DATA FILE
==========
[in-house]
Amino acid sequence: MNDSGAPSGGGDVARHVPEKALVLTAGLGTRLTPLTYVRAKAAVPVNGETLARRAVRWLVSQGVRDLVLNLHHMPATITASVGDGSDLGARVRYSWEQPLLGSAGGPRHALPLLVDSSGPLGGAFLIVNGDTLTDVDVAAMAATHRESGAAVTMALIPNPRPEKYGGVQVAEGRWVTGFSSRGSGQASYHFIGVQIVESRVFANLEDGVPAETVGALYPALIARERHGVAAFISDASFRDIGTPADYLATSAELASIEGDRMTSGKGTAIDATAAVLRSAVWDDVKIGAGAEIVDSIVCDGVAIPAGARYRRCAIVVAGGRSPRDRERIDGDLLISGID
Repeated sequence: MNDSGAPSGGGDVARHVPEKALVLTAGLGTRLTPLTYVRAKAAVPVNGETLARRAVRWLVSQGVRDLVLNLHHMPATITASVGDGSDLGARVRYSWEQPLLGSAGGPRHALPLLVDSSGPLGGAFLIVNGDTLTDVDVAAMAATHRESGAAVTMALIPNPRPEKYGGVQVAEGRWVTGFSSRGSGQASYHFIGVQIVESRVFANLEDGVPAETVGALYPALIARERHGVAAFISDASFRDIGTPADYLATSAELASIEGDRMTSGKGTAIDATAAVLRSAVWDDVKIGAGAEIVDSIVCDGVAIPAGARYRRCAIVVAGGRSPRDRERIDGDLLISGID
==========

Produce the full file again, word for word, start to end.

[in-house]
Amino acid sequence: MNDSGAPSGGGDVARHVPEKALVLTAGLGTRLTPLTYVRAKAAVPVNGETLARRAVRWLVSQGVRDLVLNLHHMPATITASVGDGSDLGARVRYSWEQPLLGSAGGPRHALPLLVDSSGPLGGAFLIVNGDTLTDVDVAAMAATHRESGAAVTMALIPNPRPEKYGGVQVAEGRWVTGFSSRGSGQASYHFIGVQIVESRVFANLEDGVPAETVGALYPALIARERHGVAAFISDASFRDIGTPADYLATSAELASIEGDRMTSGKGTAIDATAAVLRSAVWDDVKIGAGAEIVDSIVCDGVAIPAGARYRRCAIVVAGGRSPRDRERIDGDLLISGID
Repeated sequence: MNDSGAPSGGGDVARHVPEKALVLTAGLGTRLTPLTYVRAKAAVPVNGETLARRAVRWLVSQGVRDLVLNLHHMPATITASVGDGSDLGARVRYSWEQPLLGSAGGPRHALPLLVDSSGPLGGAFLIVNGDTLTDVDVAAMAATHRESGAAVTMALIPNPRPEKYGGVQVAEGRWVTGFSSRGSGQASYHFIGVQIVESRVFANLEDGVPAETVGALYPALIARERHGVAAFISDASFRDIGTPADYLATSAELASIEGDRMTSGKGTAIDATAAVLRSAVWDDVKIGAGAEIVDSIVCDGVAIPAGARYRRCAIVVAGGRSPRDRERIDGDLLISGID